Wednesday, September 30, 2009

The New American Spook Country

Both this essay and the TIE Fighter piece were written over the summer right after I finished my 2L year. I was looking for something to read and decided to plow through a few books on 9/11 politics in America, both the legal and fictional aspects. There aren't very many authors with the guts to write fiction about post-9/11 America and those that do tend to get bogged down in nationalism, paranoia, and worst of all, glorifying the past.

It was with great pleasure to discover that one of the few to really address the issue head on is William Gibson. He is one of my personal heroes for having both been born in my area of South Carolina and being raised in my favorite part of the South: Appalachia. What surprised me was that many of the techniques and motifs he used were distinctly Southern ones that were employed in second generation post-Civil War books. Faulkner, Flannery O'Connor, there are dozens but the story mostly remains the same. The American South was a pretty f***ed up place before the Civil War. It was pretty f***ed up afterwards too. But the rapidness of that change left a mark that you can still see throughout the South.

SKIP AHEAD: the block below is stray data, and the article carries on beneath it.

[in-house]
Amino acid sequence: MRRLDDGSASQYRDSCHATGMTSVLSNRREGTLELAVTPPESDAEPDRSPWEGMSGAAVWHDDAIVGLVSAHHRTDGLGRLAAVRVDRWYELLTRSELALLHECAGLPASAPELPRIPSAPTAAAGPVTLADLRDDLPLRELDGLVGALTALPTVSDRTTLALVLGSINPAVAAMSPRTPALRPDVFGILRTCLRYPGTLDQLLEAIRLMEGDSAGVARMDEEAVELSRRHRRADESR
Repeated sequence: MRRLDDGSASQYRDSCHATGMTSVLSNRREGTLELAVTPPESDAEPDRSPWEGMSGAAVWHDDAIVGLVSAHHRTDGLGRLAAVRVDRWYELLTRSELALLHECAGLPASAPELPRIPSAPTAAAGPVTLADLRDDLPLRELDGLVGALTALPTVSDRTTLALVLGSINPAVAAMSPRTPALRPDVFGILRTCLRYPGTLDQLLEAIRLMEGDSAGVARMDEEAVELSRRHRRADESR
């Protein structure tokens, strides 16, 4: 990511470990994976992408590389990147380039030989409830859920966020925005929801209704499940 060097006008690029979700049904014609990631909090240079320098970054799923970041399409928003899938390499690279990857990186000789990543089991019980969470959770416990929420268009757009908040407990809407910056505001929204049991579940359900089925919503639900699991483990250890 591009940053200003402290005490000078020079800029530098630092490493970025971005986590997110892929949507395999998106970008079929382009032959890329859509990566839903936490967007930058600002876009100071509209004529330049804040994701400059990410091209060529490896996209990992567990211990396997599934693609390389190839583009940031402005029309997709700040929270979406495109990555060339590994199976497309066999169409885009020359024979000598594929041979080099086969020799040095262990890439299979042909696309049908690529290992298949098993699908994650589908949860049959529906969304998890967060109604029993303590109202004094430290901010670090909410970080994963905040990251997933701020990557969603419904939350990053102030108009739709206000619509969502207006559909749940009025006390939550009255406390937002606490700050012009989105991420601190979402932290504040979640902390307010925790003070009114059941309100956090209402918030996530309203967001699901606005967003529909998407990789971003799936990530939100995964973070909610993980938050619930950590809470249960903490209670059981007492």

What Gibson wrote about in Spook Country was America as a whole in such a state of flux. Our government tapping phone lines and detaining people without cause. The technology of the internet rendering the celebrity a moot issue. A music box being used to carry trade secrets. Advertising firms that care more about their product being a secret than fully known. Everything has changed, overnight it seems, and the void of a way of life destroyed is the source of this strange mixture of paranoia and fear.

It is still, in my opinion, the best book about 9/11 yet written.

Tuesday, September 29, 2009

Jesper Juul's half-real